Summary (Magill's Survey of American Literature, Revised Edition)
A Spy in the House of Love is the fourth installment in Nin’s “continuous novel” titled Cities of the Interior. The latter unites six shorter individual works and focuses on three women—Djuna, Lillian, and Sabina—and the men in their lives. The novels are not necessarily sequential but are connected by a network of characters, settings, imagery, and language. Thus, they do not need to be read in any particular order and, though certain information and echoes may be missed, each volume stands as a complete work independent of the others.
A Spy in the House of Love focuses on Sabina, a fiery actress who is only partially content in her marriage to an attentive but dull husband, Alan, and yearns for erotic and spiritual stimulation. While performing in an amateurish production of Cinderella in Provincetown, on Massachusetts’s Cape Cod, she is seduced by a romantically visualized Austrian singer named Philip. At a jazz club in New York, she indulges in an affair with Mambo, an exotic and sensuous drummer. In a Long Island beach town, a grounded British pilot named John captivates her imagination with his dark, angry intensity. She becomes a nurturing mother figure for Donald, a lively young jester. She also encounters Jay, a perceptive artist and her former lover in Paris. During and between these “multiple peregrinations of love,” she returns to the comfort of her marital home and Alan’s trusting paternal...
(The entire section is 776 words.)
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Summary (Masterplots II: American Fiction Series, Revised Edition)
A psychological novel, sometimes regarded as a novella because the narrative has a narrow scope and lacks structural complexity, A Spy in the House of Love centers on the encounters of Sabina, a woman whose three quests are for love, vocation, and self-knowledge. In a series of brief, generally unsatisfactory sexual flings, she seeks passion but not commitment. To one of her lovers she appears to be “Dona Juana,” yet she perceives herself as, at best, only a fragile counterpart to the Don Juan stereotype of a compulsive womanizer. Such a man’s erotic interest in the woman ends with her conquest, but Sabina lacks the male’s single-minded purposefulness. She is at best a timid pursuer of men, one tormented by guilt and anguished by her failure to experience fulfillment through passion.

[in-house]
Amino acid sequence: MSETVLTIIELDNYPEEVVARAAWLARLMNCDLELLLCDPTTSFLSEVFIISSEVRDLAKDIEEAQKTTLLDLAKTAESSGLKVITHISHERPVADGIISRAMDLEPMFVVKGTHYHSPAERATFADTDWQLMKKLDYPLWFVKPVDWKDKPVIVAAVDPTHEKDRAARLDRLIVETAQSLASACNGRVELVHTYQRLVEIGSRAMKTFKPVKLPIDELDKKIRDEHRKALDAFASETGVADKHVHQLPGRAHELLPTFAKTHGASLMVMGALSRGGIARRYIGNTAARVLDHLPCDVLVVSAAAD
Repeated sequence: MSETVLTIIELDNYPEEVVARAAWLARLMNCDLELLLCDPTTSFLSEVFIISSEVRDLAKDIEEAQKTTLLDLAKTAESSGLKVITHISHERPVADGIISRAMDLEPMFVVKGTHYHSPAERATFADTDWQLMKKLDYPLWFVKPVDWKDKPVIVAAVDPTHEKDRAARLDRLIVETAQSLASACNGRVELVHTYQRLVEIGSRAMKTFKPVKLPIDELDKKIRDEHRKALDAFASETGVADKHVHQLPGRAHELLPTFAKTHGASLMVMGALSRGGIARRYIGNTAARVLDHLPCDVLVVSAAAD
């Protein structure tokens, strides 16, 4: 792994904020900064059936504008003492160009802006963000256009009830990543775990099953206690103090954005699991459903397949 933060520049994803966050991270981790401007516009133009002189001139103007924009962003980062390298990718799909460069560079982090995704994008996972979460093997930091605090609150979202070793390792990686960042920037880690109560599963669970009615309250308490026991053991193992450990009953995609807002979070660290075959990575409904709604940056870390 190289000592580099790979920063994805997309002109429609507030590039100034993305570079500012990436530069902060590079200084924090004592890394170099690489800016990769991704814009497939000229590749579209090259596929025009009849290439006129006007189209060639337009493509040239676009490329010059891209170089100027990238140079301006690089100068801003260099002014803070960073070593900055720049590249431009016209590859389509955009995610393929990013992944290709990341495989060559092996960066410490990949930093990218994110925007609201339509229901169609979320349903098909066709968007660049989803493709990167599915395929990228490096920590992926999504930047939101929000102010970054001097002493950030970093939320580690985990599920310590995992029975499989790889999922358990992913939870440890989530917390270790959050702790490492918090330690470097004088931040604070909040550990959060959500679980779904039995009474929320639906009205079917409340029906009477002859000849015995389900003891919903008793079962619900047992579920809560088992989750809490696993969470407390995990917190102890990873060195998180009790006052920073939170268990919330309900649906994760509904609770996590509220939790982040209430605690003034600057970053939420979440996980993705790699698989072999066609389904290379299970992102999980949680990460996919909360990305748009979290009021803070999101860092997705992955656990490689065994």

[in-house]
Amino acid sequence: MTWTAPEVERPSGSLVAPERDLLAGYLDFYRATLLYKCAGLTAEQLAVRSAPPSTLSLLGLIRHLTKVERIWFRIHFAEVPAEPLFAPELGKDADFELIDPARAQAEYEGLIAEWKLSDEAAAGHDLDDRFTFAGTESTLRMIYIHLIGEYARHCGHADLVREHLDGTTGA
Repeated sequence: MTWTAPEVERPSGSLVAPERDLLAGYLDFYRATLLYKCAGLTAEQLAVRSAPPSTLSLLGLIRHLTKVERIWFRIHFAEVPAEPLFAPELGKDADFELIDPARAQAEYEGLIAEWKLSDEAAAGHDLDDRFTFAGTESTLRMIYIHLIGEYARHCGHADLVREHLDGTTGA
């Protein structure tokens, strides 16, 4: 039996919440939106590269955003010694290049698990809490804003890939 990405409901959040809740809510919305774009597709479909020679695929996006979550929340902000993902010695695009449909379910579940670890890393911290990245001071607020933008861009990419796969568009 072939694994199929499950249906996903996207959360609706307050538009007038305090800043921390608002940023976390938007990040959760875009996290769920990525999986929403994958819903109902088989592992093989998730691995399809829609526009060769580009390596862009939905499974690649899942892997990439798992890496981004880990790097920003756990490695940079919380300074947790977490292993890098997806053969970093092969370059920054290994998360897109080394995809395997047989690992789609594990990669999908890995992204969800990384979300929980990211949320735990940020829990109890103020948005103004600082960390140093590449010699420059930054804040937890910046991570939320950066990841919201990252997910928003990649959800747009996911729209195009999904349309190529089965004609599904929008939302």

On one level, the plot line of Nin’s novel documents female failure, at least for a woman constituted as sensitively as Sabina, to achieve the same kind of casual sexual satisfaction that some males appear to enjoy without guilt. In her doomed quest, Sabina betrays her complaisant husband, Alan, whose nature is forgiving but who generally ignores her deepest needs for assertion. In Philip, an opera singer, she enjoys a brief sexual encounter that is heightened by her lover’s appreciation of music and of nature. Her next sexual encounter is with a former airplane pilot, John, who treats her with erotic delicacy but soon vanishes from her life. Jay (who...
(The entire section is 679 words.)